There are 17 Clevelands in the USA. Therefore, it becomes important to add a further qualifier to indicate which one you're talking about. Is it Cleveland, Ohio or Cleveland, Utah? Is it Cleveland, West Virginia ... or even Cleveland, England?

America boasts 17 Dovers, 18 Kingstons, 17 Newports, 17 Winchesters, 21 Oxfords and 20 Manchesters. Top of the Pop(ular place-name)s is Greenville. There are 49 of them; three in New York State alone. There's a London in Minnesota, a Paris in Texas and a Birmingham in Alabama. There's a Cairo in Illinois, a Bombay in New York State, a Madrid in New Mexico and a Rome in Georgia.

So it's not too hard to see why Americans suffix their place-names; it's a matter of necessity. Here, on our tiny island nation, we've never had to do so.

Monkeys Eyebrow, Kentucky

As a footnote to this tiny ramble, I will also say that, because of the aforementioned lack of central government, the USA has some of the best place-names. This whole blogpost was inspired by my reading this morning that Charlton Heston was born in No Man's Land, Illinois (now part of the town of Evanston. Elsewhere, there's a Nothing in Arizona, a Cool in California, a Truth Or Consequences in New Mexico, a Humansville in Missouri, a Jot-Em-Down in Texes, a Boring in Oregon, and a Cheesequake in New Mexico. There's a No Name in Colorado, a Half.Com in Ohio, a Santa Claus in Georgia, a Peculiar in Missouri, an Unalaska in Alaska, an Accident in Maryland and a Monkeys Eyebrow in Kentucky. But my favourites are Why (Arizona) and Whynot (Mississippi). Or maybe Toadsuck, Arkansas.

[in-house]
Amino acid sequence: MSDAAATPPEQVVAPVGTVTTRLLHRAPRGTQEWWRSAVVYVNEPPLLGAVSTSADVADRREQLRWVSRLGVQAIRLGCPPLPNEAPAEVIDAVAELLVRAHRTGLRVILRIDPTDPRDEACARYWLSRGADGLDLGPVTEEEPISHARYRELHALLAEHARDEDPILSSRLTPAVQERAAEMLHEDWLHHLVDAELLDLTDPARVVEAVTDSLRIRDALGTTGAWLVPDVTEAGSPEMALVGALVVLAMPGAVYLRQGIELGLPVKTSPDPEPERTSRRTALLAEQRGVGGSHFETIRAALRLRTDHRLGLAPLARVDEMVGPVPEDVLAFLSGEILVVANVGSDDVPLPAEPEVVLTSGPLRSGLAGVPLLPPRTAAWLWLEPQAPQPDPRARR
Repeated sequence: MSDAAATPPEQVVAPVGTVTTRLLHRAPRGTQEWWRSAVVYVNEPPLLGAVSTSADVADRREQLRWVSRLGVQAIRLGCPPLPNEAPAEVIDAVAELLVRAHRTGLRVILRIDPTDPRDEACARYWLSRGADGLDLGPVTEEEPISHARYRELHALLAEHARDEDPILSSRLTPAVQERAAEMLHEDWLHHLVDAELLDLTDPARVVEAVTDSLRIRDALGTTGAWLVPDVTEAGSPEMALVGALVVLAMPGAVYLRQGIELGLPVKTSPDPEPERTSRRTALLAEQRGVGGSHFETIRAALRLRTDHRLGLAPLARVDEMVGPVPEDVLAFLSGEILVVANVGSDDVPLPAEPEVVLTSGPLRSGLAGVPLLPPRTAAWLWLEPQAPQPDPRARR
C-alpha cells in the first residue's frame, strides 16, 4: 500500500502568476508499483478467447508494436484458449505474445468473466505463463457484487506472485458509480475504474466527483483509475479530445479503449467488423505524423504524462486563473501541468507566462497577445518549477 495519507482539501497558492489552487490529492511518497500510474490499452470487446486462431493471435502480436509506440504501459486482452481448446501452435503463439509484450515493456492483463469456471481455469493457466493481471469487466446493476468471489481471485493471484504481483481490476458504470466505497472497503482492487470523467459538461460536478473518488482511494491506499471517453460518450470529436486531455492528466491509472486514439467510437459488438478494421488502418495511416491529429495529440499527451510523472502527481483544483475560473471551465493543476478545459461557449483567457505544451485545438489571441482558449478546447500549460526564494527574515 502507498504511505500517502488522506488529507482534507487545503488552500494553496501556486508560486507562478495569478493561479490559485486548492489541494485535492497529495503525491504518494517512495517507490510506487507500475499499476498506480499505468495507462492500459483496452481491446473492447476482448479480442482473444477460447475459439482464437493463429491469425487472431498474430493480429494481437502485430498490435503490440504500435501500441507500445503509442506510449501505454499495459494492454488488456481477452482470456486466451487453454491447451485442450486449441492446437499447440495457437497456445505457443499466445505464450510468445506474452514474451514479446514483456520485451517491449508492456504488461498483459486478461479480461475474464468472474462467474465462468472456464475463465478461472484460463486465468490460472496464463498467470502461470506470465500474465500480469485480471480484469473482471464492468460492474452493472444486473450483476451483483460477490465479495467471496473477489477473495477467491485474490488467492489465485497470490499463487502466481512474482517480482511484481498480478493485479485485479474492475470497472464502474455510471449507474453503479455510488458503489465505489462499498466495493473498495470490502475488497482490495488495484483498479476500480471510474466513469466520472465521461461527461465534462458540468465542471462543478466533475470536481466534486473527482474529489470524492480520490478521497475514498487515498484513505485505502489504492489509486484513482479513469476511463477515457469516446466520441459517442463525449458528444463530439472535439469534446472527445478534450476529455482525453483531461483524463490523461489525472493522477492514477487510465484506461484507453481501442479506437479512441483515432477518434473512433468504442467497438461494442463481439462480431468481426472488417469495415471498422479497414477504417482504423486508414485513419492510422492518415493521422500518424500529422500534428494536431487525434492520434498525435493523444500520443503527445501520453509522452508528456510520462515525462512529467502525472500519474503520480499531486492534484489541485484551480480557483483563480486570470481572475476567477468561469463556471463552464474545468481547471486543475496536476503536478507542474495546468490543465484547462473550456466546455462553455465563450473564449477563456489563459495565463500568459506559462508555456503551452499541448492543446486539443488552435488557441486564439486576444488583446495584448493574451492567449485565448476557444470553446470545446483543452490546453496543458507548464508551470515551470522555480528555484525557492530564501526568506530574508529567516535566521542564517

Do you know of any better examples?

p.s There's a great list here.

The Colganology Podcast - Episode 10 - Flat Caps and Cowgirl Hats

Here's the last podcast in my fist series of 10. Apologies for the delay ... life got in the way. It's all about getting old and the fact that you're only as old as the pensioner you feel. Approximately 11 minutes long with some saucy language and one bad joke.

There will be a new series later in the year.

Monday, 25 June 2012

No signal? No imagination.

I was watching an old Amicus horror film today; they don't make them like that any more. Amicus, if you don't know them, were a rival to Hammer in the good old days of 1970s British horror. They are most famous for their portmanteau fims - a series of short films strung together by a central overarching storyline - and they include Asylum, Tales from the Crypt, Dr Terror's House of Horror and The House that dripped Blood. Peter Cushing and Christopher Lee were in most of them but they did also boast stars like Donald Sutherland, Terry-Thomas, Diana Dors, Ian Carmichael, Roy Castle, Herbert Lom, Tom Baker, Burgess Meredith, Joan Collins, Jack Palance and many others.

However, what struck me about the film was the use of telephones as a dramatic device - something that we've now lost to some degree. For example, in one scene, arranging to meet someone at a call box results in a murder. In another, a predatory Britt Ekland snips someone's phone line prior to killing them. Does anyone do that any more? Or do they just unplug the router?

In these days of instant global communication and mobile/cell phones, it must be increasingly difficult to isolate the heroes from any chance of help. Writers have to include some artifice (radio mast hit by lightning) or a line like 'No signal!' in every such screenplay. Sadly, however, far too many opt for the latter rather than the former, as you can see in this excellent  'supercut' by blogger Rich Juzwiak..